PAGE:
On the Samaritan

When she told them that He had told her
“Everything she had ever done”~
I’ve always assumed that was all the bad things
–five husbands and all–
But, “everything” includes more, does it not?

Maybe He also told her all of the beautiful things she had done,
All the selfless ways
She brightened the world of
Animals or outcasts
Or the time she made baklava, a favorite,
On her one lover’s birthday;
Or the time she found a yellow bird who flew into a wall and was dying,
And she held it and sang to it until it was gone.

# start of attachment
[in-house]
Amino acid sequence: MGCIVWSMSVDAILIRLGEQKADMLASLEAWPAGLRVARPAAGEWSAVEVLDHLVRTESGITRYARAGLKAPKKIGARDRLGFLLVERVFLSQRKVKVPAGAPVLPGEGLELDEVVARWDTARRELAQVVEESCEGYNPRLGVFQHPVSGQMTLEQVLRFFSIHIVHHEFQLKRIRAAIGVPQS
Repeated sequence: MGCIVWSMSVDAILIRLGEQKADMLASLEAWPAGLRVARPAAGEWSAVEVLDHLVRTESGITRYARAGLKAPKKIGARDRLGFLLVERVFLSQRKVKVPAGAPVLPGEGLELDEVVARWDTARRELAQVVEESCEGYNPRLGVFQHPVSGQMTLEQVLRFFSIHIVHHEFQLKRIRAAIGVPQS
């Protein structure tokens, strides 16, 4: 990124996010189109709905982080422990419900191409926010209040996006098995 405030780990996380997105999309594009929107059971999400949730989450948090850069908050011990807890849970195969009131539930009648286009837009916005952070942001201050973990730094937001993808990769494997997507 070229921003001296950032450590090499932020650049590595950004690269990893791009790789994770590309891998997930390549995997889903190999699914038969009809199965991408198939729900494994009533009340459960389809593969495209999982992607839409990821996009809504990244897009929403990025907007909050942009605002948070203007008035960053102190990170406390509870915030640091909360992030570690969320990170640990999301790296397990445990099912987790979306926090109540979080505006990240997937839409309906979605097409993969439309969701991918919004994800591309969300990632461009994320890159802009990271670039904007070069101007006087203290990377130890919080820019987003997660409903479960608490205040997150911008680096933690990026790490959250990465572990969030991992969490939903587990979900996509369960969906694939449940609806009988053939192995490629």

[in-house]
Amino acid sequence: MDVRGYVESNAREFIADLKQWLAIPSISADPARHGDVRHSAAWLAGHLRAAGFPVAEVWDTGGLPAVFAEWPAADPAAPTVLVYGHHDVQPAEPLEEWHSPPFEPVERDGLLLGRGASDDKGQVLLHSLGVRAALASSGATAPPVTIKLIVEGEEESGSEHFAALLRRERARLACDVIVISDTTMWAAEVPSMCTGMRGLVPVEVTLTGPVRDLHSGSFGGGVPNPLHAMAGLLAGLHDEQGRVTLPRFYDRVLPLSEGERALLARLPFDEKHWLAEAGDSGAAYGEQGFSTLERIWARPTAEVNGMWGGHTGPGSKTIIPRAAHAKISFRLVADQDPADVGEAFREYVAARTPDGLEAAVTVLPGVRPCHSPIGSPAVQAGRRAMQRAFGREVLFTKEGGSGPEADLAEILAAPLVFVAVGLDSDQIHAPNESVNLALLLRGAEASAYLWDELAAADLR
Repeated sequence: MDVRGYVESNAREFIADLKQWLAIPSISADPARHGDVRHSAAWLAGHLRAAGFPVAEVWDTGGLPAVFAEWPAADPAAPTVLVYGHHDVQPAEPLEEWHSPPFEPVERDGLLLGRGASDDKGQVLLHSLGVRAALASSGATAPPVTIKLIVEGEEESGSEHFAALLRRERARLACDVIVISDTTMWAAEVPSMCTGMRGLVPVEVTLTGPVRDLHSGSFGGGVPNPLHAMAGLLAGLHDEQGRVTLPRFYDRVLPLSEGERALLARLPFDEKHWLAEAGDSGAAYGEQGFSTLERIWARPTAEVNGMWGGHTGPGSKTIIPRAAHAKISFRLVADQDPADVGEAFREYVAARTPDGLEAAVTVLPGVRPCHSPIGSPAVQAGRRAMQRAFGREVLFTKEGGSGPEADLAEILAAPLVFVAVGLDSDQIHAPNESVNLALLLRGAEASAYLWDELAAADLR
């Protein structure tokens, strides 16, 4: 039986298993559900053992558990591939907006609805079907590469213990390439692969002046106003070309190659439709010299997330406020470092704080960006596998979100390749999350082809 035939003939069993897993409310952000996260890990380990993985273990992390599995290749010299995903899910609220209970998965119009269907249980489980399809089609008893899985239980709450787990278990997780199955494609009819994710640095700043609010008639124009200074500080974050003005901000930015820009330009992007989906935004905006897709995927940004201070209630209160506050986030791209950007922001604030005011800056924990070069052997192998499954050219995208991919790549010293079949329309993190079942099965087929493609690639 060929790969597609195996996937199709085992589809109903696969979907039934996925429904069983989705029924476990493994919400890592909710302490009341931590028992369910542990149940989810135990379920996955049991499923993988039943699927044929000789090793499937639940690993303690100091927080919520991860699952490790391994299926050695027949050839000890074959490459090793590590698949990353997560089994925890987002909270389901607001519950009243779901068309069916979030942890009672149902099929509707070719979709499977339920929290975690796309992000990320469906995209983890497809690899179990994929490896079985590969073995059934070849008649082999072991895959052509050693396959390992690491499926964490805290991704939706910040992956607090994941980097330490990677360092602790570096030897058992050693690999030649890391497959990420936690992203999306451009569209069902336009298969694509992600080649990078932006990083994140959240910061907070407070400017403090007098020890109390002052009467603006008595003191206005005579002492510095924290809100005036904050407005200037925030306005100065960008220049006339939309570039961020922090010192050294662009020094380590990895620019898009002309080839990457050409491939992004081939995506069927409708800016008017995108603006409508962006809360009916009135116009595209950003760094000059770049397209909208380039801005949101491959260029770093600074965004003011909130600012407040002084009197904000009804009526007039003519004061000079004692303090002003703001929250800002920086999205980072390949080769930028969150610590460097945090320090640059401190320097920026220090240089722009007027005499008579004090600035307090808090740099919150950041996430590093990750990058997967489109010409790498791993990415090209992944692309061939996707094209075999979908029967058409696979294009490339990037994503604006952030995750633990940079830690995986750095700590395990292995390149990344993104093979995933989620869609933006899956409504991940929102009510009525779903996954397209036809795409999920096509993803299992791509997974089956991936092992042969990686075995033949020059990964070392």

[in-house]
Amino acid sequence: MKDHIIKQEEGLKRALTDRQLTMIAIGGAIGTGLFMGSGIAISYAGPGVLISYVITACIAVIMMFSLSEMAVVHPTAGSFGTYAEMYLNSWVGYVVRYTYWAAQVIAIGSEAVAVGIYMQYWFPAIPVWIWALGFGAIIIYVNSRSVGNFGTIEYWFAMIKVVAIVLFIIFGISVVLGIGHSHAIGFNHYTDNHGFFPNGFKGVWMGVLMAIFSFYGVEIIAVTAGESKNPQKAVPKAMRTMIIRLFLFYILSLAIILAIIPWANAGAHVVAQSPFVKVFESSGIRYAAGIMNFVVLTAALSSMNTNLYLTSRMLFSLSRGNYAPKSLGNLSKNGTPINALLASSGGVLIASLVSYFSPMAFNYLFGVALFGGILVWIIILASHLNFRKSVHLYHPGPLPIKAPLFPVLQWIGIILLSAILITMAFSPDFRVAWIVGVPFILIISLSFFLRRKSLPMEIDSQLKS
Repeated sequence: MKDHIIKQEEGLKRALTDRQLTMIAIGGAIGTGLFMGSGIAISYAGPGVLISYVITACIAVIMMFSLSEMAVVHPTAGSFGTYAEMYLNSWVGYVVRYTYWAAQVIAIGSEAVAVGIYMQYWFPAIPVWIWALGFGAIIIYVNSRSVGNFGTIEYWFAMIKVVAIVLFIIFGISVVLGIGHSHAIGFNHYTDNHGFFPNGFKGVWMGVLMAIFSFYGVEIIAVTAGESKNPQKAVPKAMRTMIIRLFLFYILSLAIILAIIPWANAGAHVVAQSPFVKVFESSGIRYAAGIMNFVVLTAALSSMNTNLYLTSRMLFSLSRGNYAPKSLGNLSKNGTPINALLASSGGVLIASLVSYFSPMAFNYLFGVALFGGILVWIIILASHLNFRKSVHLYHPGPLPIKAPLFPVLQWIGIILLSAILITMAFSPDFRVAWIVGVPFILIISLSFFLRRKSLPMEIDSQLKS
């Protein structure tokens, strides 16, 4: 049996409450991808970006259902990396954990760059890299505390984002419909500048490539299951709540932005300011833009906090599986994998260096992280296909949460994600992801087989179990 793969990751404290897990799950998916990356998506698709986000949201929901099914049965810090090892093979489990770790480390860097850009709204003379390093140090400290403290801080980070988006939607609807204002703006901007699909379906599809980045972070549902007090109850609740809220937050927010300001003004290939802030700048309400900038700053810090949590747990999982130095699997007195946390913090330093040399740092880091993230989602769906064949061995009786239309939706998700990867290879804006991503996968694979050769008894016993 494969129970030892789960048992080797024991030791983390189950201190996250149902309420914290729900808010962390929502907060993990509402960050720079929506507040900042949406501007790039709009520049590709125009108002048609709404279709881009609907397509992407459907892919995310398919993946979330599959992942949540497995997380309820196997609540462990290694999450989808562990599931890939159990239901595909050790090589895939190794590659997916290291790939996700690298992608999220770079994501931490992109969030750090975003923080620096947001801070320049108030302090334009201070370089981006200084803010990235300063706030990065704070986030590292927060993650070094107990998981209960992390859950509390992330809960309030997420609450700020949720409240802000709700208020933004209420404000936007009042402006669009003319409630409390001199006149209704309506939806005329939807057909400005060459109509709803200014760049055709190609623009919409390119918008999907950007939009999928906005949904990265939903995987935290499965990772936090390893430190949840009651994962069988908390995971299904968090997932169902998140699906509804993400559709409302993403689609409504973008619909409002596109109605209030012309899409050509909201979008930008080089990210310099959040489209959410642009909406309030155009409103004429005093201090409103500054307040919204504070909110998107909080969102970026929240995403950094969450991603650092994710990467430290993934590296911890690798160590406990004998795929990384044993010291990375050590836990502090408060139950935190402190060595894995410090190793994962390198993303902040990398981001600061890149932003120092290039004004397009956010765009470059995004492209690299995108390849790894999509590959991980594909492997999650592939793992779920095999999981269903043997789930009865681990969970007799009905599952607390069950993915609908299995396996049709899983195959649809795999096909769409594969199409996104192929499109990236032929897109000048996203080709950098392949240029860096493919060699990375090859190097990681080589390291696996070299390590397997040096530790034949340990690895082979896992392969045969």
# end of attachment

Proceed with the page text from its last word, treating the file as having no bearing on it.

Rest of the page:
If He told her all the beautiful things, she would know:
He didn’t just define her as “fallen” and move on like so many others.
Rather, He saw the fullness of who she was
And He insisted the fullness–both good and bad–was still worth loving.

And if He told her all the worst things as well,
Things the townspeople gossiped about,
And things so dark that they’d never imagine,
But He still wanted her to have the life-giving water,
Well, then…I’d fall for Him, too,
This man who recklessly looks beyond fault
Just so we all might know love
A little deeper
Like the deep
Of a well
In Samaria.


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